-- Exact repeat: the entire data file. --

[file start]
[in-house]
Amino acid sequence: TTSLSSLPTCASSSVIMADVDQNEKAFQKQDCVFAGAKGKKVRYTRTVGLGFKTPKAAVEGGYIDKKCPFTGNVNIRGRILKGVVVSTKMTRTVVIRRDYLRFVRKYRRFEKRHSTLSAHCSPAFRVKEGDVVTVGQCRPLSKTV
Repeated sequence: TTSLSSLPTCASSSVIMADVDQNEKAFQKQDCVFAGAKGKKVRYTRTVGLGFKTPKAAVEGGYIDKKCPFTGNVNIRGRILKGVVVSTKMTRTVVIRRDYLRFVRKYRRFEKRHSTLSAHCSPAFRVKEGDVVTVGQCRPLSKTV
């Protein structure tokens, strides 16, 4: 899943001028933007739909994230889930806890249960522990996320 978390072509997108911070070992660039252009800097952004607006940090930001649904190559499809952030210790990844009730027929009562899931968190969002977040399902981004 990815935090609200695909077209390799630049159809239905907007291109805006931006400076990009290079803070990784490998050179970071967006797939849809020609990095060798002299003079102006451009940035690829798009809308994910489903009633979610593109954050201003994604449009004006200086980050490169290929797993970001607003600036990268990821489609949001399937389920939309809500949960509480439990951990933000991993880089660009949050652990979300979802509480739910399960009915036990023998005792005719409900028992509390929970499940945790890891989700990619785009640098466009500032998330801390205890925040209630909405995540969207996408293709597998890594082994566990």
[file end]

[in-house]
Amino acid sequence: TTSLSSLPTCASSSVIMADVDQNEKAFQKQDCVFAGAKGKKVRYTRTVGLGFKTPKAAVEGGYIDKKCPFTGNVNIRGRILKGVVVSTKMTRTVVIRRDYLRFVRKYRRFEKRHSTLSAHCSPAFRVKEGDVVTVGQCRPLSKTV
Repeated sequence: TTSLSSLPTCASSSVIMADVDQNEKAFQKQDCVFAGAKGKKVRYTRTVGLGFKTPKAAVEGGYIDKKCPFTGNVNIRGRILKGVVVSTKMTRTVVIRRDYLRFVRKYRRFEKRHSTLSAHCSPAFRVKEGDVVTVGQCRPLSKTV
């Protein structure tokens, strides 16, 4: 899943001028933007739909994230889930806890249960522990996320 978390072509997108911070070992660039252009800097952004607006940090930001649904190559499809952030210790990844009730027929009562899931968190969002977040399902981004 990815935090609200695909077209390799630049159809239905907007291109805006931006400076990009290079803070990784490998050179970071967006797939849809020609990095060798002299003079102006451009940035690829798009809308994910489903009633979610593109954050201003994604449009004006200086980050490169290929797993970001607003600036990268990821489609949001399937389920939309809500949960509480439990951990933000991993880089660009949050652990979300979802509480739910399960009915036990023998005792005719409900028992509390929970499940945790890891989700990619785009640098466009500032998330801390205890925040209630909405995540969207996408293709597998890594082994566990």